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Roman baths: new plan for former Jesuit church

Fiona Tyrrell Thu, Dec 20, 2007

A former Jesuit church in Limerick is to be turned into a day spa and leisure centre and will feature a 20-metre swimming pool in the nave of the church.
The Jesuit Church of the Sacred Heart at The Crescent in Limerick city and its adjoining residence is to be redeveloped into a mixed-use leisure facility to be called the Roman Baths.
The two buildings were purchased by Galway-based developer John O’Dolan for over €4 million last year.
O’Dolan has been in pre-planning talks with Limerick City Council regarding his plans for the landmark buildings and expects to lodge a full planning application within four weeks.
Various uses for the buildings – including a commercial office building, restaurant and a pub/club – were considered before a proposal to develop a mixed-use leisure facility was decided upon.
The scheme, if it gets the go-ahead from the local authority, will see the church transformed into a day spa featuring a swimming pool, gym and treatment rooms.
Architect John Kennedy of Waterford-based Elliot Design said the proposed scheme will involve “very little alteration to the church” and “virtually all of the fabric of the existing structure” will be retained, including all five altars.
The pool will be in the nave of the church, where the congregation once sat, and a glass wall around the pool area will ensure that the existing view from the front of the church to the altar remains intact, said Kennedy. A gym of around 743sq m (8,000sq ft) will be on a new floor to be constructed five metres above the ground floor.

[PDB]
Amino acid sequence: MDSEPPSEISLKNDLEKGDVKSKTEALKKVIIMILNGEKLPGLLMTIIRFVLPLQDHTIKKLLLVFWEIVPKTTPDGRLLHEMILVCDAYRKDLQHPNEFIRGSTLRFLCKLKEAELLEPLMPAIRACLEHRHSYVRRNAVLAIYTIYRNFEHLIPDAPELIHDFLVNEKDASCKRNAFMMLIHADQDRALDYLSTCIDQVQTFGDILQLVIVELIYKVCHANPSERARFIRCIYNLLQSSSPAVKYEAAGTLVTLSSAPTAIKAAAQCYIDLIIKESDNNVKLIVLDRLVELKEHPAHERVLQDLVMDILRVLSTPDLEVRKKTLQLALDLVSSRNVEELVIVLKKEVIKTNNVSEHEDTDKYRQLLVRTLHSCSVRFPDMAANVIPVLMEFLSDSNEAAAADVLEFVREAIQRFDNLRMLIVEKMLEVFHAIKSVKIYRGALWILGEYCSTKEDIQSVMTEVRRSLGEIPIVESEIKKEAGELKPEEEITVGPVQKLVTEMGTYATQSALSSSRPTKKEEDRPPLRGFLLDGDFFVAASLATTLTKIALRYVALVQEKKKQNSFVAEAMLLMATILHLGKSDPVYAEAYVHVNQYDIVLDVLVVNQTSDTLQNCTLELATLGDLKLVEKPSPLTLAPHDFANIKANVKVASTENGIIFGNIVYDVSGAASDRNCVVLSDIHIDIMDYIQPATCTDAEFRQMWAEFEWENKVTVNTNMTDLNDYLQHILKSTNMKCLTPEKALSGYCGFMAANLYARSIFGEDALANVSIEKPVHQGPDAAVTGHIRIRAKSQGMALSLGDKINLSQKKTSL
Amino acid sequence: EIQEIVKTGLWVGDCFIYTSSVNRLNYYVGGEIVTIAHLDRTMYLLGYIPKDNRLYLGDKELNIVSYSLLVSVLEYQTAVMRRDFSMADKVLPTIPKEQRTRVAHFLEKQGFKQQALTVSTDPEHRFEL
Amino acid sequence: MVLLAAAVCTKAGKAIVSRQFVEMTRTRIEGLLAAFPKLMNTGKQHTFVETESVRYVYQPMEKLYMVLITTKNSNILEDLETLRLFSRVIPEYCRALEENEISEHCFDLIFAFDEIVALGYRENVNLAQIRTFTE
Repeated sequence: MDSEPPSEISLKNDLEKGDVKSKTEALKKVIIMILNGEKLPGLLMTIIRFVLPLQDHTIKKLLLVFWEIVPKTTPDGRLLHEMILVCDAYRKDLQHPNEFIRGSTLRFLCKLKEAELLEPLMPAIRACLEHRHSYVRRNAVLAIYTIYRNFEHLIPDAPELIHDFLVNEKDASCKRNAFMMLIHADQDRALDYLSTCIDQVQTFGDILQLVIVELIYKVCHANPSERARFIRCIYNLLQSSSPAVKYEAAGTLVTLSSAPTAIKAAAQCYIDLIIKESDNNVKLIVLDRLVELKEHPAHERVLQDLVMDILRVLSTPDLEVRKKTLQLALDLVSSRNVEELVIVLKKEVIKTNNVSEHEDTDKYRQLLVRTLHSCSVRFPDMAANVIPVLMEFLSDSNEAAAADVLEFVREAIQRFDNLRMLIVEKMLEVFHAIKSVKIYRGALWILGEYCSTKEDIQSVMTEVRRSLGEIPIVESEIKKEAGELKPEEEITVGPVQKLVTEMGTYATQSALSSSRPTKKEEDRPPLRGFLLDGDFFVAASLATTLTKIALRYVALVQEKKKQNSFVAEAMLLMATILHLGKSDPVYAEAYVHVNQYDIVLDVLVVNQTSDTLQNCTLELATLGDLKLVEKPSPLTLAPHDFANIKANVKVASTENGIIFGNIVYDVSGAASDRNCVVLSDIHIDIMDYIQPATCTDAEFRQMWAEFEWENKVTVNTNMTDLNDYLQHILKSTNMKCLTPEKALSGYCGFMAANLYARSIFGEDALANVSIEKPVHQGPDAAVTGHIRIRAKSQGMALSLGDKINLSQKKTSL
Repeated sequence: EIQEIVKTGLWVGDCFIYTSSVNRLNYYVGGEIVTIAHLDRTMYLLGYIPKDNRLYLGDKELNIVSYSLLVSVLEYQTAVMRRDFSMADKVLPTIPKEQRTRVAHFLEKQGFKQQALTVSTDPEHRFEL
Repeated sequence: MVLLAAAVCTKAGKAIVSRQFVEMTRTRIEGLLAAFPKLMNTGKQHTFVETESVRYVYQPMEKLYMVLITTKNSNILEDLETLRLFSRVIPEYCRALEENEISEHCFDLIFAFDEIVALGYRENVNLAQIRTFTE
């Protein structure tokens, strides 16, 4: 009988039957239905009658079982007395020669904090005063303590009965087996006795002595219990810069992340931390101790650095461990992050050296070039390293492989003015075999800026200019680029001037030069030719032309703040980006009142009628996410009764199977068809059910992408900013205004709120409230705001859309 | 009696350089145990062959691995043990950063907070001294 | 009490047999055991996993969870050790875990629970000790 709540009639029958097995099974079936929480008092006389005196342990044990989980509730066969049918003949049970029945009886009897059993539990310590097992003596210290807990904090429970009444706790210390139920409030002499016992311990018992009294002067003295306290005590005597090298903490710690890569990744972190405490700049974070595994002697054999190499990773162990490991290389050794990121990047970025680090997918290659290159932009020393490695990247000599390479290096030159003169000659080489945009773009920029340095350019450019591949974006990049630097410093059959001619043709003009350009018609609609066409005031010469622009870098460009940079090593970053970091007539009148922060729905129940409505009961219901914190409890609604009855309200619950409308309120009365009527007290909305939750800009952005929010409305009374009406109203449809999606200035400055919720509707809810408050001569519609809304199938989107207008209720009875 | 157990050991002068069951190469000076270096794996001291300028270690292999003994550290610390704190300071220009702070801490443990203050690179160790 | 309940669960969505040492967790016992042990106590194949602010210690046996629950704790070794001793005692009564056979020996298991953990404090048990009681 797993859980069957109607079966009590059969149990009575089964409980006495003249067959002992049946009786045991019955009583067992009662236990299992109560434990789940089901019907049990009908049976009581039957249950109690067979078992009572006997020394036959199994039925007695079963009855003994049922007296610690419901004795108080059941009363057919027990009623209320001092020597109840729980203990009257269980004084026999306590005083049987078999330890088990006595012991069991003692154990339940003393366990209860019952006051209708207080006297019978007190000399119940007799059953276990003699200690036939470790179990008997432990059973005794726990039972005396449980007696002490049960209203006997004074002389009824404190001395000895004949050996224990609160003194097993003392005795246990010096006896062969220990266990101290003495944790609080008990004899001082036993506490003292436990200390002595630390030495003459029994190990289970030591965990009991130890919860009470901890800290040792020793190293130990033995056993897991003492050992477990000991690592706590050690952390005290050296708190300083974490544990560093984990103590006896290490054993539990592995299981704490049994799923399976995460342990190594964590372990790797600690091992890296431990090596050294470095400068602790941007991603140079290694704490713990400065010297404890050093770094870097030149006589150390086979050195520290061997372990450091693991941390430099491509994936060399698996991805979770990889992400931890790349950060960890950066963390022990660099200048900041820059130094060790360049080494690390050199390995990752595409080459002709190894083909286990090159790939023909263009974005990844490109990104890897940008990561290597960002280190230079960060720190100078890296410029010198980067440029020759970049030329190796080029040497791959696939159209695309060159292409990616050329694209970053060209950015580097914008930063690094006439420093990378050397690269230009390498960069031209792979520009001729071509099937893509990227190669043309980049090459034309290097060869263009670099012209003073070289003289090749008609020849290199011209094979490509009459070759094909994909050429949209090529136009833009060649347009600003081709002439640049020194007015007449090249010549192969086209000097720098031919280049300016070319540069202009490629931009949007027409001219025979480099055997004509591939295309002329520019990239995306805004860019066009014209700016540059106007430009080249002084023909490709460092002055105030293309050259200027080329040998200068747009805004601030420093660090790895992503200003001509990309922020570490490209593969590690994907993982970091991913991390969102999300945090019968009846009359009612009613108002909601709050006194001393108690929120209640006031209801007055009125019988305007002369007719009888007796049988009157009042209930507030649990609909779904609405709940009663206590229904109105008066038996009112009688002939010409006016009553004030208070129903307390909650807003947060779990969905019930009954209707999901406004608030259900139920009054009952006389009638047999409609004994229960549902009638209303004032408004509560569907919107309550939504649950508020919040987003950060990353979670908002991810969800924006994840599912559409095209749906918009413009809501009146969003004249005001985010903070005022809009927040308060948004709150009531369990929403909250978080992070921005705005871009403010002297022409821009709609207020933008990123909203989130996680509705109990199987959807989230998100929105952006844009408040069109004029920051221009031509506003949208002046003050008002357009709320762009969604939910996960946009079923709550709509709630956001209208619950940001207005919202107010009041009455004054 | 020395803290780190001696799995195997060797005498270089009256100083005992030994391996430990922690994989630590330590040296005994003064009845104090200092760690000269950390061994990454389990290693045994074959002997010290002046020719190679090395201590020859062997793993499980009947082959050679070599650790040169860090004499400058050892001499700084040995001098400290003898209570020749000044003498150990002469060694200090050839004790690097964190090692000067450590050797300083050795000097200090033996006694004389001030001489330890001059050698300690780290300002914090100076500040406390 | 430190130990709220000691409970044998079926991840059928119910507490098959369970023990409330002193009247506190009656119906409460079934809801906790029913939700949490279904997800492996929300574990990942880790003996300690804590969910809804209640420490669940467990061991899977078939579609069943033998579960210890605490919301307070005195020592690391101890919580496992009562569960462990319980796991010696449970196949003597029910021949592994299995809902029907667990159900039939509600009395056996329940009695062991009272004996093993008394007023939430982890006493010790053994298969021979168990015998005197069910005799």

A sauna and steam room will be in an ancillary space adjoining the church. Six spa treatment rooms will be in the basement of the church and the adjoining residence.
It is proposed to put a restaurant and juice bar on the ground floor of the residential building and have eight individual office suites on upper levels, providing around 743sq m (8,000sq ft) of space.
The church was developed by the Jesuit order in the mid 19th century.
The developer says he has been in talks with a group about holding a Latin Mass in the building once a month.
The use of the church as a leisure facility will ensure continued public access to the building, he says.

© 2007 The Irish Times

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